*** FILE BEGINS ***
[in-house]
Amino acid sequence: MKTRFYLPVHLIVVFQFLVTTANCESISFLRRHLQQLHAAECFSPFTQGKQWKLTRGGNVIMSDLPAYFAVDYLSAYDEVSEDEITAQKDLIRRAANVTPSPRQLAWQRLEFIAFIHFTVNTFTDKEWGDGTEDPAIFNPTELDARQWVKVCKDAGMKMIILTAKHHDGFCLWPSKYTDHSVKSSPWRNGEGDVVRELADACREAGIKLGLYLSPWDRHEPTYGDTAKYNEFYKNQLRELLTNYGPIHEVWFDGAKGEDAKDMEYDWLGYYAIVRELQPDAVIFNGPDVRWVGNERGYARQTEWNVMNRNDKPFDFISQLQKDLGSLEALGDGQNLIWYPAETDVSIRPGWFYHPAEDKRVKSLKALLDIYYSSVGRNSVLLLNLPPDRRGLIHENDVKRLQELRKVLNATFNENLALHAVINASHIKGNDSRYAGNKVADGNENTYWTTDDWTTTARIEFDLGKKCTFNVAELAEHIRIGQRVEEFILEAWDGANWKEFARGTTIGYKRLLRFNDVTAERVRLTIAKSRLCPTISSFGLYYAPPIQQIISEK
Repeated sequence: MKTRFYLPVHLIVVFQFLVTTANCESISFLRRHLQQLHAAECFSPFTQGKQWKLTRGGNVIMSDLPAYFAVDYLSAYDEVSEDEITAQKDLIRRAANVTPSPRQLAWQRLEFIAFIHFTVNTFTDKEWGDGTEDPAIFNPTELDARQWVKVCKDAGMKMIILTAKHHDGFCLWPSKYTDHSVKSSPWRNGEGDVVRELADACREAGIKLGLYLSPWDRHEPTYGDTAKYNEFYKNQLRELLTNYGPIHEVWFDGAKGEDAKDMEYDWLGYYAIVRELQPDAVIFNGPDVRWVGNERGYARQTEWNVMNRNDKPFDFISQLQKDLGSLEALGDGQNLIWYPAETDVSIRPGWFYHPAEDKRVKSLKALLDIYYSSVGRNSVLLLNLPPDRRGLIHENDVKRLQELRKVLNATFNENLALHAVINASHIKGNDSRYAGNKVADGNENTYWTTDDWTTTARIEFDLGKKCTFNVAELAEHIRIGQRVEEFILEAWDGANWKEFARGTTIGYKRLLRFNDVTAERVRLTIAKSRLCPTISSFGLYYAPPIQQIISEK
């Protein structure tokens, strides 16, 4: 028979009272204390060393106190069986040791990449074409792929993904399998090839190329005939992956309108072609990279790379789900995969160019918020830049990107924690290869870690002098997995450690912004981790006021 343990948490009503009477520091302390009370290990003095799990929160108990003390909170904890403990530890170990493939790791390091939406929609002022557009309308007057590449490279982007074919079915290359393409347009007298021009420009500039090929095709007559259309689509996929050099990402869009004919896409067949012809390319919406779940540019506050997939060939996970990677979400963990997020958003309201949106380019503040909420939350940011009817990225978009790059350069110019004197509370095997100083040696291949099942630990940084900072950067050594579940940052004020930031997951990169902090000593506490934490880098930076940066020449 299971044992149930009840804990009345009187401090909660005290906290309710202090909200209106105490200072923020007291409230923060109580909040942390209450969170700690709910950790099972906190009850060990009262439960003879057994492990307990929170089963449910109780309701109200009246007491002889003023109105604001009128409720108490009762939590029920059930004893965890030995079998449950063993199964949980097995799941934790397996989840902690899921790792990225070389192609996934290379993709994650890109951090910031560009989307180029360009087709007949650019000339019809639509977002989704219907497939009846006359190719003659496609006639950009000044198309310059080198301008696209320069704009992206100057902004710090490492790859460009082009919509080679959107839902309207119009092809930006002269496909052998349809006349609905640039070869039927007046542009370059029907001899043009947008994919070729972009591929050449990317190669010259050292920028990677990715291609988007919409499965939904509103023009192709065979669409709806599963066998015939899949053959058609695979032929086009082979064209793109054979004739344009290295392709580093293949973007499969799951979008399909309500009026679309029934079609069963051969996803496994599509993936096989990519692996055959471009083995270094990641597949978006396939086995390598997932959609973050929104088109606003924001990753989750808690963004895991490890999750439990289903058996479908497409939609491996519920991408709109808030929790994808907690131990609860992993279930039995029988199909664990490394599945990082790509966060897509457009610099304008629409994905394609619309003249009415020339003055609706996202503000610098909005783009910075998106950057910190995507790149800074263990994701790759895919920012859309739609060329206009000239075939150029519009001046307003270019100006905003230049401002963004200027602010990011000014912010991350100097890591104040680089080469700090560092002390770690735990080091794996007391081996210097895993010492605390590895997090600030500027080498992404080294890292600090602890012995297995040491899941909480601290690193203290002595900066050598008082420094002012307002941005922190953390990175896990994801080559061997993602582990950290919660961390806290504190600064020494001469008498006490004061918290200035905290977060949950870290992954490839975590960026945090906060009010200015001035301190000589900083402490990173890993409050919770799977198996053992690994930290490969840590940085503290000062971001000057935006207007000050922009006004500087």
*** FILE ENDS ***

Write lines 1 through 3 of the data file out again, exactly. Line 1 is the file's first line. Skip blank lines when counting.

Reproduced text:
[in-house]
Amino acid sequence: MKTRFYLPVHLIVVFQFLVTTANCESISFLRRHLQQLHAAECFSPFTQGKQWKLTRGGNVIMSDLPAYFAVDYLSAYDEVSEDEITAQKDLIRRAANVTPSPRQLAWQRLEFIAFIHFTVNTFTDKEWGDGTEDPAIFNPTELDARQWVKVCKDAGMKMIILTAKHHDGFCLWPSKYTDHSVKSSPWRNGEGDVVRELADACREAGIKLGLYLSPWDRHEPTYGDTAKYNEFYKNQLRELLTNYGPIHEVWFDGAKGEDAKDMEYDWLGYYAIVRELQPDAVIFNGPDVRWVGNERGYARQTEWNVMNRNDKPFDFISQLQKDLGSLEALGDGQNLIWYPAETDVSIRPGWFYHPAEDKRVKSLKALLDIYYSSVGRNSVLLLNLPPDRRGLIHENDVKRLQELRKVLNATFNENLALHAVINASHIKGNDSRYAGNKVADGNENTYWTTDDWTTTARIEFDLGKKCTFNVAELAEHIRIGQRVEEFILEAWDGANWKEFARGTTIGYKRLLRFNDVTAERVRLTIAKSRLCPTISSFGLYYAPPIQQIISEK
Repeated sequence: MKTRFYLPVHLIVVFQFLVTTANCESISFLRRHLQQLHAAECFSPFTQGKQWKLTRGGNVIMSDLPAYFAVDYLSAYDEVSEDEITAQKDLIRRAANVTPSPRQLAWQRLEFIAFIHFTVNTFTDKEWGDGTEDPAIFNPTELDARQWVKVCKDAGMKMIILTAKHHDGFCLWPSKYTDHSVKSSPWRNGEGDVVRELADACREAGIKLGLYLSPWDRHEPTYGDTAKYNEFYKNQLRELLTNYGPIHEVWFDGAKGEDAKDMEYDWLGYYAIVRELQPDAVIFNGPDVRWVGNERGYARQTEWNVMNRNDKPFDFISQLQKDLGSLEALGDGQNLIWYPAETDVSIRPGWFYHPAEDKRVKSLKALLDIYYSSVGRNSVLLLNLPPDRRGLIHENDVKRLQELRKVLNATFNENLALHAVINASHIKGNDSRYAGNKVADGNENTYWTTDDWTTTARIEFDLGKKCTFNVAELAEHIRIGQRVEEFILEAWDGANWKEFARGTTIGYKRLLRFNDVTAERVRLTIAKSRLCPTISSFGLYYAPPIQQIISEK